Watching a movie in a foreign language can be a good way to expand your vocabulary or learn how to pronounce, but whether the learning is effective depends on a lot. For example, the level at which we speak the language of the film, and how quickly the subtitle is read.
When watching a subtitled movie, the viewer must simultaneously process verbal and nonverbal information through the visual and auditory perception system. Although subtitles are added to films that speak the original language for ease of understanding, the speed and tempo of the text cannot be affected and this can make processing difficult.
Lafort and Bairstow study Examination of cinematic comprehension performance among beginner, intermediate, and advanced participants in foreign languages. Each set of levels was divided into four parts according to the system in which the film was viewed: there was an original audio without subtitles, a foreign language film and subtitles, a foreign language film with mother tongue subtitles, a mother language film and a foreign language subtitle film. In terms of language learning, the release of native language dialogues and translations of foreign languages has been the most successful.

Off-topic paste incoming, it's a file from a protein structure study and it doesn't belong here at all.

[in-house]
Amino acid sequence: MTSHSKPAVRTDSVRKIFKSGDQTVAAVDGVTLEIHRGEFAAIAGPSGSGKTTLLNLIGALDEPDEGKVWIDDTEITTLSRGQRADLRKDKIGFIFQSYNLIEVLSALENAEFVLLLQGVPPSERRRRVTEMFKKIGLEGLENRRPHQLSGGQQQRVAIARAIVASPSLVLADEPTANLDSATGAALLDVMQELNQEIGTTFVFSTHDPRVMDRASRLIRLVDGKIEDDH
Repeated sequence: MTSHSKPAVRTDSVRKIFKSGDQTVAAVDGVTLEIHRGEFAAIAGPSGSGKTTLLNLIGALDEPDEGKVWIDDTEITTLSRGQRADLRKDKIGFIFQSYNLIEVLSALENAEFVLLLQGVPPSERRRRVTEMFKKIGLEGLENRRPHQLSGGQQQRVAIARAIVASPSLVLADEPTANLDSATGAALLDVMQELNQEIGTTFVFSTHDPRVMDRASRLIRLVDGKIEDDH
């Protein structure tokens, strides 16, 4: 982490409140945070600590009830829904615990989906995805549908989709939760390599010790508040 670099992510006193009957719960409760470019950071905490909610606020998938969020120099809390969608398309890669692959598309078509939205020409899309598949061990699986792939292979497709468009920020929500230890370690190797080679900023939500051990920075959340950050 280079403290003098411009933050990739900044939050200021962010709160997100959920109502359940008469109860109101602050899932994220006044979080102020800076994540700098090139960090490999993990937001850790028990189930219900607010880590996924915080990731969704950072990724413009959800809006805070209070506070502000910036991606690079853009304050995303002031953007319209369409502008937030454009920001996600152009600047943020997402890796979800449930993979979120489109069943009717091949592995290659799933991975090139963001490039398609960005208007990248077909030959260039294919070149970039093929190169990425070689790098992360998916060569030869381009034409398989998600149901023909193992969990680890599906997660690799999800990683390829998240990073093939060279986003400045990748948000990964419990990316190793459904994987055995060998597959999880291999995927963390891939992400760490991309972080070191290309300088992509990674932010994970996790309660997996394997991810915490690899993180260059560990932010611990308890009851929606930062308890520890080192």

On the other hand, if someone speaks in the original language of the movie that is alien to him, but the movie is subtitled, his understanding of the script will be worse.
This is because our eyes automatically read the comments, and our attention is diverted from the image and its information to the comments. Captions are distracting and thus cause a cognitive load: it is difficult to process languages simultaneously and in two different ways.
Cognitive difficulties associated with switching between languages have been extensively documented in the scientific literature, slowing access to semantic information in particular. If a foreign-language film receives subtitles in the original language, or if a film in an original language receives subtitles in a foreign language, the brain is forced to quickly exchange two different languages, which can make it difficult to integrate elements of dialogue.
Thus, there are two main factors that can interfere with understanding: on the one hand, the alternation of languages, and on the other hand, the shift in attention between the modes of presenting dialogues (written and oral).
Captions allow for a better understanding of the dialogues and the situation in general, but may impair processing if their presence is not strictly necessary because they impose an increased cognitive load on the viewer. Therefore, it is important that the effectiveness of subtitles depends on the combinations of languages used and also on how well the person watching the film knows these languages. In general, subtitled films allow for a better knowledge of a foreign language and help to expand the vocabulary. However, viewers are not able to actively use this language, which is a prerequisite for strengthening skills, especially verbal expression.
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